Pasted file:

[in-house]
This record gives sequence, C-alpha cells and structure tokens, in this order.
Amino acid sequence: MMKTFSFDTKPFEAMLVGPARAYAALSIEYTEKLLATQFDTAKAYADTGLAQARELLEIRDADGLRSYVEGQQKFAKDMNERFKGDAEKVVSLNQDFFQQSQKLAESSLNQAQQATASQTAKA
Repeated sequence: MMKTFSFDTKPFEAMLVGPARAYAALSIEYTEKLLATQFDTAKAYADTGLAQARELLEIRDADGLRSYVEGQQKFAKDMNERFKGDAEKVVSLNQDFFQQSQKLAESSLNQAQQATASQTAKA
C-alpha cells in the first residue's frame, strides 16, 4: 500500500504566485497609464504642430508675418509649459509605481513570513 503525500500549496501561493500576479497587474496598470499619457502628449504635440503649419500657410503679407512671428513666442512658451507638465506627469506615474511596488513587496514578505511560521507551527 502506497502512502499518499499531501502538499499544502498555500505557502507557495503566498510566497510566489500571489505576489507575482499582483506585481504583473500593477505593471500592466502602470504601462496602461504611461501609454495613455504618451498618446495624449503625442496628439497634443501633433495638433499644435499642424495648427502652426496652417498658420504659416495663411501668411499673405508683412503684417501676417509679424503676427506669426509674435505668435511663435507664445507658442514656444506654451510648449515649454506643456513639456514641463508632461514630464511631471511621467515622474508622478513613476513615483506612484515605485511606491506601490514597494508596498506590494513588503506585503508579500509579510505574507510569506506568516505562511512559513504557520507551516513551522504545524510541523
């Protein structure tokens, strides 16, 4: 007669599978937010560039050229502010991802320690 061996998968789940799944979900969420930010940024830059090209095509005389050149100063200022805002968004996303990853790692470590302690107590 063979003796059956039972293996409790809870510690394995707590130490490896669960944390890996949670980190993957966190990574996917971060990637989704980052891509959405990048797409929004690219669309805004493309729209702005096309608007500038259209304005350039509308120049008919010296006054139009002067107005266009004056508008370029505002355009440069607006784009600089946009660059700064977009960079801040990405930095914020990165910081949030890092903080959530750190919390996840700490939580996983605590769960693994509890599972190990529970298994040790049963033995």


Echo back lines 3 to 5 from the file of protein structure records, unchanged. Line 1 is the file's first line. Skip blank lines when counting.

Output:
Amino acid sequence: MMKTFSFDTKPFEAMLVGPARAYAALSIEYTEKLLATQFDTAKAYADTGLAQARELLEIRDADGLRSYVEGQQKFAKDMNERFKGDAEKVVSLNQDFFQQSQKLAESSLNQAQQATASQTAKA
Repeated sequence: MMKTFSFDTKPFEAMLVGPARAYAALSIEYTEKLLATQFDTAKAYADTGLAQARELLEIRDADGLRSYVEGQQKFAKDMNERFKGDAEKVVSLNQDFFQQSQKLAESSLNQAQQATASQTAKA
C-alpha cells in the first residue's frame, strides 16, 4: 500500500504566485497609464504642430508675418509649459509605481513570513 503525500500549496501561493500576479497587474496598470499619457502628449504635440503649419500657410503679407512671428513666442512658451507638465506627469506615474511596488513587496514578505511560521507551527 502506497502512502499518499499531501502538499499544502498555500505557502507557495503566498510566497510566489500571489505576489507575482499582483506585481504583473500593477505593471500592466502602470504601462496602461504611461501609454495613455504618451498618446495624449503625442496628439497634443501633433495638433499644435499642424495648427502652426496652417498658420504659416495663411501668411499673405508683412503684417501676417509679424503676427506669426509674435505668435511663435507664445507658442514656444506654451510648449515649454506643456513639456514641463508632461514630464511631471511621467515622474508622478513613476513615483506612484515605485511606491506601490514597494508596498506590494513588503506585503508579500509579510505574507510569506506568516505562511512559513504557520507551516513551522504545524510541523